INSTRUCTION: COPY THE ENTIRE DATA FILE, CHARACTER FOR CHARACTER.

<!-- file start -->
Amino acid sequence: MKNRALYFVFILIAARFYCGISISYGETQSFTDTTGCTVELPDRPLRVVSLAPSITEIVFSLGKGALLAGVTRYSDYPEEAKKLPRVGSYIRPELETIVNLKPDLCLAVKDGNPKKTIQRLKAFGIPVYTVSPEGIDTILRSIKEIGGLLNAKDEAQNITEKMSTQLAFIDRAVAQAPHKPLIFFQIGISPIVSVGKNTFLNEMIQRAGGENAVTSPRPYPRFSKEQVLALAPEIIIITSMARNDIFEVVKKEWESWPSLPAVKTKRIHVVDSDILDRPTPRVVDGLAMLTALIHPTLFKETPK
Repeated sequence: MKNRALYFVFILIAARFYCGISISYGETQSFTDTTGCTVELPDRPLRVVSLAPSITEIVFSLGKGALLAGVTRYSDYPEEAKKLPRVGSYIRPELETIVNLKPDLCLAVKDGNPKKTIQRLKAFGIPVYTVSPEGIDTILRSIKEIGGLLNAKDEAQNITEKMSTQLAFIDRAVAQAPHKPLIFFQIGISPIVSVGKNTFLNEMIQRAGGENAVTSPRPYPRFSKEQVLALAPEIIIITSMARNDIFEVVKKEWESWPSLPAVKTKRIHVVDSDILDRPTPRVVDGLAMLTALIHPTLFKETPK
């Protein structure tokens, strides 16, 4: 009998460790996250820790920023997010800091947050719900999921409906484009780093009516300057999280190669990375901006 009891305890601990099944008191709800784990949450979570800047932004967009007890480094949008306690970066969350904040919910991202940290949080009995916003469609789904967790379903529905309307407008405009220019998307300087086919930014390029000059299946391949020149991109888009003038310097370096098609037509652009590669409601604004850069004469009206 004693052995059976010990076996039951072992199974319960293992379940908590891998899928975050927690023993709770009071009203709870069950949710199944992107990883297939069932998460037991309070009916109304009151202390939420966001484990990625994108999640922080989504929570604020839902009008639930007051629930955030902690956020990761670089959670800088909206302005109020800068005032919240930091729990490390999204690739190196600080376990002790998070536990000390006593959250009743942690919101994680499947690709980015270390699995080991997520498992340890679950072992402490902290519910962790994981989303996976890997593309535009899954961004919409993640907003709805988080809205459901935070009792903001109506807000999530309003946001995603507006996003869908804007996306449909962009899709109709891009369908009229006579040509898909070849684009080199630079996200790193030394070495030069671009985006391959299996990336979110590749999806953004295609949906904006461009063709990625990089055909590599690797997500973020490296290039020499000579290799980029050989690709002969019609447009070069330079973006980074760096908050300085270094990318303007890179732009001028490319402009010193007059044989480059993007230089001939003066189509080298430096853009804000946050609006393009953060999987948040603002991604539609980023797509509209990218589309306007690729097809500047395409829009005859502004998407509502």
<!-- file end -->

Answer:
Amino acid sequence: MKNRALYFVFILIAARFYCGISISYGETQSFTDTTGCTVELPDRPLRVVSLAPSITEIVFSLGKGALLAGVTRYSDYPEEAKKLPRVGSYIRPELETIVNLKPDLCLAVKDGNPKKTIQRLKAFGIPVYTVSPEGIDTILRSIKEIGGLLNAKDEAQNITEKMSTQLAFIDRAVAQAPHKPLIFFQIGISPIVSVGKNTFLNEMIQRAGGENAVTSPRPYPRFSKEQVLALAPEIIIITSMARNDIFEVVKKEWESWPSLPAVKTKRIHVVDSDILDRPTPRVVDGLAMLTALIHPTLFKETPK
Repeated sequence: MKNRALYFVFILIAARFYCGISISYGETQSFTDTTGCTVELPDRPLRVVSLAPSITEIVFSLGKGALLAGVTRYSDYPEEAKKLPRVGSYIRPELETIVNLKPDLCLAVKDGNPKKTIQRLKAFGIPVYTVSPEGIDTILRSIKEIGGLLNAKDEAQNITEKMSTQLAFIDRAVAQAPHKPLIFFQIGISPIVSVGKNTFLNEMIQRAGGENAVTSPRPYPRFSKEQVLALAPEIIIITSMARNDIFEVVKKEWESWPSLPAVKTKRIHVVDSDILDRPTPRVVDGLAMLTALIHPTLFKETPK
């Protein structure tokens, strides 16, 4: 009998460790996250820790920023997010800091947050719900999921409906484009780093009516300057999280190669990375901006 009891305890601990099944008191709800784990949450979570800047932004967009007890480094949008306690970066969350904040919910991202940290949080009995916003469609789904967790379903529905309307407008405009220019998307300087086919930014390029000059299946391949020149991109888009003038310097370096098609037509652009590669409601604004850069004469009206 004693052995059976010990076996039951072992199974319960293992379940908590891998899928975050927690023993709770009071009203709870069950949710199944992107990883297939069932998460037991309070009916109304009151202390939420966001484990990625994108999640922080989504929570604020839902009008639930007051629930955030902690956020990761670089959670800088909206302005109020800068005032919240930091729990490390999204690739190196600080376990002790998070536990000390006593959250009743942690919101994680499947690709980015270390699995080991997520498992340890679950072992402490902290519910962790994981989303996976890997593309535009899954961004919409993640907003709805988080809205459901935070009792903001109506807000999530309003946001995603507006996003869908804007996306449909962009899709109709891009369908009229006579040509898909070849684009080199630079996200790193030394070495030069671009985006391959299996990336979110590749999806953004295609949906904006461009063709990625990089055909590599690797997500973020490296290039020499000579290799980029050989690709002969019609447009070069330079973006980074760096908050300085270094990318303007890179732009001028490319402009010193007059044989480059993007230089001939003066189509080298430096853009804000946050609006393009953060999987948040603002991604539609980023797509509209990218589309306007690729097809500047395409829009005859502004998407509502």